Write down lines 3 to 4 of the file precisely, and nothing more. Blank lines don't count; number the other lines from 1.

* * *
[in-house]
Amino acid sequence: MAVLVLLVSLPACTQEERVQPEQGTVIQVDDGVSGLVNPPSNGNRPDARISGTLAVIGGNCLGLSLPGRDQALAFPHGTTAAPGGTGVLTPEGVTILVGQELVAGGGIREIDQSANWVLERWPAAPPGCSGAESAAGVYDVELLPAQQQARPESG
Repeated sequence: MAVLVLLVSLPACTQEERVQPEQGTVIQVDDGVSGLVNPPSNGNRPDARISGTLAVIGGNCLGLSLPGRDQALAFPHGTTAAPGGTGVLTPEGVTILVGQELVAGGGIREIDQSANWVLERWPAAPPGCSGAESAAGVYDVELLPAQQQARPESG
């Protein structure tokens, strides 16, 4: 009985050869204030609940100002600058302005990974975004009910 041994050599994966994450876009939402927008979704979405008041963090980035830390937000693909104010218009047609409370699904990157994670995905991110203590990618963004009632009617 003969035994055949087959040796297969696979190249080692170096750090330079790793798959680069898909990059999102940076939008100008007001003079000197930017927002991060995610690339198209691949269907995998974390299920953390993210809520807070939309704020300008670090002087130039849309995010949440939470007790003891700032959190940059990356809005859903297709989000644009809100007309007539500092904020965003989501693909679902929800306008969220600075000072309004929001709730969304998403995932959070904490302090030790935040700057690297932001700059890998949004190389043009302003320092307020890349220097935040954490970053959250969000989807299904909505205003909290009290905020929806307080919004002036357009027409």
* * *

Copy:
Repeated sequence: MAVLVLLVSLPACTQEERVQPEQGTVIQVDDGVSGLVNPPSNGNRPDARISGTLAVIGGNCLGLSLPGRDQALAFPHGTTAAPGGTGVLTPEGVTILVGQELVAGGGIREIDQSANWVLERWPAAPPGCSGAESAAGVYDVELLPAQQQARPESG
């Protein structure tokens, strides 16, 4: 009985050869204030609940100002600058302005990974975004009910 041994050599994966994450876009939402927008979704979405008041963090980035830390937000693909104010218009047609409370699904990157994670995905991110203590990618963004009632009617 003969035994055949087959040796297969696979190249080692170096750090330079790793798959680069898909990059999102940076939008100008007001003079000197930017927002991060995610690339198209691949269907995998974390299920953390993210809520807070939309704020300008670090002087130039849309995010949440939470007790003891700032959190940059990356809005859903297709989000644009809100007309007539500092904020965003989501693909679902929800306008969220600075000072309004929001709730969304998403995932959070904490302090030790935040700057690297932001700059890998949004190389043009302003320092307020890349220097935040954490970053959250969000989807299904909505205003909290009290905020929806307080919004002036357009027409």